Guy 1: It's neither warm nor cold today. And the leaves on that small cluster of trees next to the flat, flat wheat field appear to be changing.
Guy 2: Yeah.
(15 seconds of strained silence pass)
Guy 1: When do the Jayhawks start playing basketball again?
The good news? It’s turkey hunting season! The bad news? You’re in Mississippi! And fall in Mississippi is like every other season in Mississippi, which means it’s always a little bit worse than just about everywhere else in America at any given time. Basically, if you’re not in Oxford hanging with John T. Edge or John Currence, or in Jackson hanging with Bruno Mars as if that line in "Uptown Funk" was true, you’re tending to the last harvest of okra, tomato, eggplant, and pepper plants; failing your night class at Ole Miss; and shooting turkeys.
When you’re not worshipping or cursing Nick Saban, you’ll be watching someone’s child reenact Friday Night Lights at a high school football game, pretending that we all don’t know everything we now know about CTE and concussions. You’ll also be really itchy because, like the leaves of fall, your skin is rust-colored and flake-dry. Fall is especially lonely in Alabama if you’re not living in Auburn, Tuscaloosa, or some other college town (shout out to Huntsville! For being wack!). You also need to be booed-up or bogged down with work, because if you don’t live in Birmingham you might as well be someone’s grandfather -- there’s N-O-T-H-I-N-G to do. Ever.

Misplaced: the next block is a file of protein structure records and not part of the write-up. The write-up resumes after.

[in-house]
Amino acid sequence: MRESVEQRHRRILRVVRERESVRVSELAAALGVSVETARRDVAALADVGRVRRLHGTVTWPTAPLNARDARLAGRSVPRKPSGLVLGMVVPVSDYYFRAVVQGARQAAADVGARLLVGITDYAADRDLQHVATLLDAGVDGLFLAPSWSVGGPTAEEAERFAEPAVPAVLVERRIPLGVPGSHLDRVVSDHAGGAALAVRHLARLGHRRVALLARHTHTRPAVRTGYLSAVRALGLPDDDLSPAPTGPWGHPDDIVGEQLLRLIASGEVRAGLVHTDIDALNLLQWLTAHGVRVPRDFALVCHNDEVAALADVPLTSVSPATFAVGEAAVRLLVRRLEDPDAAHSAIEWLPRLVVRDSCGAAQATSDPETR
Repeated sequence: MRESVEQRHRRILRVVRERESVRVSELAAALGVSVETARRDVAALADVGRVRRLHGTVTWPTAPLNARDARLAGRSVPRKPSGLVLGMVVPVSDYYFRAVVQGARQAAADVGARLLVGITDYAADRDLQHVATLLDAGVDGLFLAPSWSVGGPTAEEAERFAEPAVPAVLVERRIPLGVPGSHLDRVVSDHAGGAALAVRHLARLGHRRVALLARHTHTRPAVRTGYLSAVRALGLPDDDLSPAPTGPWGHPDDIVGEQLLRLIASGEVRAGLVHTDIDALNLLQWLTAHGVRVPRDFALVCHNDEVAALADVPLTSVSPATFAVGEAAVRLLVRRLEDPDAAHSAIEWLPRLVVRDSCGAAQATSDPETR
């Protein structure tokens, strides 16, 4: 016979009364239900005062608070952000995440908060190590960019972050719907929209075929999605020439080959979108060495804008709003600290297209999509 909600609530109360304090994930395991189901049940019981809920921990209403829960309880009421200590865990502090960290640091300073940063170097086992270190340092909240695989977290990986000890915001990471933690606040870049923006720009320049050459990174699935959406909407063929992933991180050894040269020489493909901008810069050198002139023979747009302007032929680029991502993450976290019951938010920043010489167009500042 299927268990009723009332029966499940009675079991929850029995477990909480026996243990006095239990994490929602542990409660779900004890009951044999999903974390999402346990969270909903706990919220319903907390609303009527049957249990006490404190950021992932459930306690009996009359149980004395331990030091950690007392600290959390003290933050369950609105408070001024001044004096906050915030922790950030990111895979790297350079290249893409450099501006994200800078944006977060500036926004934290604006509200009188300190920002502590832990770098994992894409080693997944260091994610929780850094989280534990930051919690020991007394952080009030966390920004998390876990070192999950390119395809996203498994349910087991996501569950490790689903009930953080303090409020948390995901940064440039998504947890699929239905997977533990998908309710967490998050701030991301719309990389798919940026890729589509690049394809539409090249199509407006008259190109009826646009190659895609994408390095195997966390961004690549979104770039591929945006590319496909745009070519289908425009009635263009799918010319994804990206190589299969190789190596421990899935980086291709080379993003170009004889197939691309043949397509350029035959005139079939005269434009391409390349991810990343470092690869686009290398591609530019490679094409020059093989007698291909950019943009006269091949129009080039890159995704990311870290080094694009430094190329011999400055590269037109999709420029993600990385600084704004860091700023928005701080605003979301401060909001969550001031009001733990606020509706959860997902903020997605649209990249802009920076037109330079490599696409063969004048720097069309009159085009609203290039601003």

On the plus side, Cornhuskers! And also all that corn, which gets husked! On the minus side, most everything involves variations on watching the Cornhuskers or doing things that involve actual corn.
39. West Virginia
John Denver once described West Virginia as "almost heaven." He also could have described it as "almost Virginia," because that's where the more heavenly of the Virginia autumns resides. That said, it's not half bad! It's just still West Virginia.
“We should really go out of our way to visit Ohio for a color tour this fall,” said nobody, ever. And yeah, they’re missing out on the glorious kaleidoscopic canopies and throngs of old people in the Cuyahoga Valley. But most Ohioans’ fall colors are scarlet and gray, and if they’re not watching a game they’re at Walmart checking for Buckeyes jerseys on the sale rack.
It would be a few spots higher on the list if Pawnee and its Harvest Festival were real. Yes, there are corn mazes aplenty but none of them involve Lil' Sebastian or Aziz Ansari. Where were we? Ah yes, Indiana! It's flat, it's pleasant-ish, and its collective opinion of its own football prowess is far too high. Indiana and Purdue combine to have an interesting season about once every presidential administration; Notre Dame remains nationally relevant despite not having done anything to earn it in what feels like decades; and the Colts may have permanently ruined Andrew Luck. Happy corn-mazing!